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# What are the differences between these two racket functions in terms of speed/efficiency?

``````(define (myminus x y)
(cond ((zero? y) x)
(else (sub1 (myminus x (sub1 y))))))

(define (myminus_v2 x y)
(cond ((zero? y) x)
(else (myminus_v2 (sub1 x) (sub1 y)))))
``````

Please comment on the differences between these functions in terms of how much memory is required on the stack for each recursive call. Also, which version might you expect to be faster, and why?

Thanks!

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They should both have a number of steps proportional to y.

The second one is a tail call meaning the interpreter can do a tail elimination meaning it takes up a constant space on the stack whereas in the first the size of the stack is proportional to Y.

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There is no need to wrap it. `racket` does tail call optimization on outer functions just fine. – Sylwester Oct 18 '13 at 18:36
@Sylwester Good to know, edited to reflect – WorBlux Oct 18 '13 at 18:44
Thanks for the answer – dahui Oct 18 '13 at 18:47
Just to clarify, so the first doesn't count as tail recursion because the recursive call is nested within a separate function? – dahui Oct 18 '13 at 19:04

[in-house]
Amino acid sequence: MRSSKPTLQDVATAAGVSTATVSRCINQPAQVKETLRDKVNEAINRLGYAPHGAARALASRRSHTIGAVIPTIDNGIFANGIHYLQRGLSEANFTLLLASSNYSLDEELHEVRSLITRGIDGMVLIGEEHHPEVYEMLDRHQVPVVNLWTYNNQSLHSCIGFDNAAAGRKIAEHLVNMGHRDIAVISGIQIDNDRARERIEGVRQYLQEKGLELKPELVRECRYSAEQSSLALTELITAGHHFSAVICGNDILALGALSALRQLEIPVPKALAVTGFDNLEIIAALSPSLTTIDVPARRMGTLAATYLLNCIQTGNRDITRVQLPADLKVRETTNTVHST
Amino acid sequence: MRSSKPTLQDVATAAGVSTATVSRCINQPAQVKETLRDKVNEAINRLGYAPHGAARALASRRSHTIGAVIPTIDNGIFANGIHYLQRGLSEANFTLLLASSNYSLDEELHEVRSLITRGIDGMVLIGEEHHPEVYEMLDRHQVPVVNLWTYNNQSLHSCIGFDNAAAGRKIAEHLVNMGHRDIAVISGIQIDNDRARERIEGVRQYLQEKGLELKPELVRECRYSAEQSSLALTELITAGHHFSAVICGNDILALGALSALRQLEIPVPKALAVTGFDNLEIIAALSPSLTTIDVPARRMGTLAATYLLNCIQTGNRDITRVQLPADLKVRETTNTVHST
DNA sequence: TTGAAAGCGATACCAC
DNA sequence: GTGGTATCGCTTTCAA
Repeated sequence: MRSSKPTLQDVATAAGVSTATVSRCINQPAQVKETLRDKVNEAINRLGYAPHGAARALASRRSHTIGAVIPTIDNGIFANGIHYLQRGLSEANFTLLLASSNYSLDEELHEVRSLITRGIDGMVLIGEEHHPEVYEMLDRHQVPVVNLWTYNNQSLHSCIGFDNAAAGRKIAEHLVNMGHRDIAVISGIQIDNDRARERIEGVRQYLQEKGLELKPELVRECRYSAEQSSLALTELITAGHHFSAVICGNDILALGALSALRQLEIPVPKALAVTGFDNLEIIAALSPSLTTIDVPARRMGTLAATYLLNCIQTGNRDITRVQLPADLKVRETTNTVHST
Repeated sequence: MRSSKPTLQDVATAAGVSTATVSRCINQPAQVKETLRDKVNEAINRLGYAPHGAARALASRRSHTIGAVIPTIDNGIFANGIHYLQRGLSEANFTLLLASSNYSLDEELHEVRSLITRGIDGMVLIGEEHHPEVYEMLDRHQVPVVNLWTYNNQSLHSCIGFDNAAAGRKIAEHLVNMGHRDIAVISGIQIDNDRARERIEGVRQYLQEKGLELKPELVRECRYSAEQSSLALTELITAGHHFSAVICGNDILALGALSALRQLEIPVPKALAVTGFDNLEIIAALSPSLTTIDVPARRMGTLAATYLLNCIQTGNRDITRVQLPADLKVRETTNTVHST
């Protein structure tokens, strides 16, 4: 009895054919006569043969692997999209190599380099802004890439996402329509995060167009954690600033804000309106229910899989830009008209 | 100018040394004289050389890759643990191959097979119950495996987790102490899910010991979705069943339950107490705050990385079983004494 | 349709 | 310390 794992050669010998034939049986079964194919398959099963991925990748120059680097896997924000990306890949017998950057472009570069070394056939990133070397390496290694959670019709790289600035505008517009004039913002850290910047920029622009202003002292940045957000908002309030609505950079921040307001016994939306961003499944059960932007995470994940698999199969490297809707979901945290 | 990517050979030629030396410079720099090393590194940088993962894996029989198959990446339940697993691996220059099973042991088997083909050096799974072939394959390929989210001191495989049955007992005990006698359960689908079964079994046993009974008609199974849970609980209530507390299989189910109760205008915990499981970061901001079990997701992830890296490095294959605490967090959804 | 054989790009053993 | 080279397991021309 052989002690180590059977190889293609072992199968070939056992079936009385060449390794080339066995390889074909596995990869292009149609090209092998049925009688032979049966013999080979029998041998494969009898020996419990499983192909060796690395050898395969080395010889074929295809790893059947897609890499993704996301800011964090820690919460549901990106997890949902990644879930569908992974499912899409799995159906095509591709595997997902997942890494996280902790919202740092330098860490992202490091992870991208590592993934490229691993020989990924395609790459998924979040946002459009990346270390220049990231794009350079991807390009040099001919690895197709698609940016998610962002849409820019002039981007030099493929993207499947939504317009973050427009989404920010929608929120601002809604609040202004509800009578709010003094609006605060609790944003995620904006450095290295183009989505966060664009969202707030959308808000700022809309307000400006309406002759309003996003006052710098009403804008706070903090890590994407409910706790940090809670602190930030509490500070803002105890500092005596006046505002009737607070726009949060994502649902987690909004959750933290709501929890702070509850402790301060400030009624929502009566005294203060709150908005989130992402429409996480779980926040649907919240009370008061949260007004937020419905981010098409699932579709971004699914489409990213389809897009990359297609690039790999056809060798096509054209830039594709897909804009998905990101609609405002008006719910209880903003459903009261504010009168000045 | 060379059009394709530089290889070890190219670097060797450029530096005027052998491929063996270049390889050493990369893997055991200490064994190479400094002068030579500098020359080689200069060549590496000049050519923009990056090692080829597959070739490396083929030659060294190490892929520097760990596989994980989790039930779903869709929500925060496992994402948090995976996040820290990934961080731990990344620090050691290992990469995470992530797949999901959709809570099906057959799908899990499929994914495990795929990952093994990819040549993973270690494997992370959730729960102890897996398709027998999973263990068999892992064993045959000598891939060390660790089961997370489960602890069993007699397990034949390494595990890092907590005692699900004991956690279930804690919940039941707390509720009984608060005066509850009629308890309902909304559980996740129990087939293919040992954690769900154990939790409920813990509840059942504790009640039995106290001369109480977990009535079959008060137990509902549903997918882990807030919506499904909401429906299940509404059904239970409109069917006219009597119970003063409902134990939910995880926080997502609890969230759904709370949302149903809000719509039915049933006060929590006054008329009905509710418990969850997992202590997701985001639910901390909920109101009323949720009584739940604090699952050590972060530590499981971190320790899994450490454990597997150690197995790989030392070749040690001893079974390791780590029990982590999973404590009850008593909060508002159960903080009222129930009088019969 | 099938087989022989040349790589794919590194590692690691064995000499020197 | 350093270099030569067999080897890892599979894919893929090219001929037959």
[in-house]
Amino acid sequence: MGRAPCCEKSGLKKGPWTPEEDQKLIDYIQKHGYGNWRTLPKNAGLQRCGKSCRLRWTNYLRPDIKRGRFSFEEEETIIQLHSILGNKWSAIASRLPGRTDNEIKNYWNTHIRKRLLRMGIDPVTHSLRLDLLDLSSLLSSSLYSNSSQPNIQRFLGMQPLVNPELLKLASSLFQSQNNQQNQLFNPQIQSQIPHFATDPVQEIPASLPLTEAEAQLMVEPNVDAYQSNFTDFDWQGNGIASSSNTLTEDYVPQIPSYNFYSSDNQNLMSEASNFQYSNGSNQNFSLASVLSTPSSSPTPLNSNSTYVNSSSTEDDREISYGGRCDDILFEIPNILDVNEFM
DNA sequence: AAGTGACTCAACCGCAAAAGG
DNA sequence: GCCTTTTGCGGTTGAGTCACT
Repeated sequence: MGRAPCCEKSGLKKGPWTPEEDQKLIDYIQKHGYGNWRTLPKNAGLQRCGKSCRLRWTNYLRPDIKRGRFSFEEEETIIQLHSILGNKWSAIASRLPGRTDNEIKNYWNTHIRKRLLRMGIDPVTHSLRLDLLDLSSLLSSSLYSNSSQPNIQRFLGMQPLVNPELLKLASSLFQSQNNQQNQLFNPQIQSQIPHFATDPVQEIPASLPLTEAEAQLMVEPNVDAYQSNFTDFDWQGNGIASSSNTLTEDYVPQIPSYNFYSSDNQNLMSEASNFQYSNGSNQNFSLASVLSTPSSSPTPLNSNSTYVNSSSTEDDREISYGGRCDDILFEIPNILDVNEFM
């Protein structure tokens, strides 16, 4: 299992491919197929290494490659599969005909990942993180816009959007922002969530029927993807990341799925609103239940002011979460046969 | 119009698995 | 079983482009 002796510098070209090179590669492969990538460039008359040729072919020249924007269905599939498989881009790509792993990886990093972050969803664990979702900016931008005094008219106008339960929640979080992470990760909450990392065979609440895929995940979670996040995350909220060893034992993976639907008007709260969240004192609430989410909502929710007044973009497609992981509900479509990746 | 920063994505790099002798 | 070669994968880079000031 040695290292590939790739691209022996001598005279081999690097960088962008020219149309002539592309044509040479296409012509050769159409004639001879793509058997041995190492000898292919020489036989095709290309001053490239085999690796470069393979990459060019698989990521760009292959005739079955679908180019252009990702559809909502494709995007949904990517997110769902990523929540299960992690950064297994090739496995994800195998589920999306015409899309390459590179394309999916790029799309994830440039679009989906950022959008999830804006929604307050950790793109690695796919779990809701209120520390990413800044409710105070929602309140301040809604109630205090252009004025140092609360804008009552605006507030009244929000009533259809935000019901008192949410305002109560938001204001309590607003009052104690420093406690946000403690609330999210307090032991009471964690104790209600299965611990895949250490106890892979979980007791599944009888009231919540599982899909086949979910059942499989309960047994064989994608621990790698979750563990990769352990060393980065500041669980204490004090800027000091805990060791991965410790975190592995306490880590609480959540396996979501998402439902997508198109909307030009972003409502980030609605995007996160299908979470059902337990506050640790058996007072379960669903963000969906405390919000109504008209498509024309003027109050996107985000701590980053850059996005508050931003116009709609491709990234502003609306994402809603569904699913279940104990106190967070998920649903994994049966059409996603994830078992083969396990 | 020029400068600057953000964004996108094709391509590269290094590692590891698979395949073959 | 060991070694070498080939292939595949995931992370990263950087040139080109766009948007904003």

@user2253489 Yes. A tail call is when the recursive call is on the tail position. In scheme the arguments to a function are evaluated before the function is invoked, so the theory is that if the recursive call is the last thing to be done in that code block, you can just overwrite the old variables on the stack with the new call values and jump back (GOTO) the beginning of the code block. – WorBlux Oct 18 '13 at 19:15

`myminus` creates `y` continuations to `sub1` what the recursion evaluates to. This means you can exhaust rackets memory limit making the program fail. In my trials even as little as 10 million will not succeed with the standard 128MB limit in DrRacket.

`myminus_v2` is `tail recursive` and since `racket` have same properties as what `scheme` requires, that tail calls are to be optimized to a goto and not grow the stack, y can be any size, i.e. only your available memory and processing power is the limit to the size.

Your procedures are fine examples of peano arithmetic.

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Thanks for the answer! – dahui Oct 18 '13 at 18:47
Racket supports deep recursion, so the first one won't get a special "stack overflow" error, it'll just run out of memory. The techniques used to implement continuations typically give you deep recursion for free. – Ryan Culpepper Oct 18 '13 at 19:49
@RyanCulpepper You're right. I've seen it slurp in all memory several times and never a stack overflow. updated. – Sylwester Oct 18 '13 at 20:18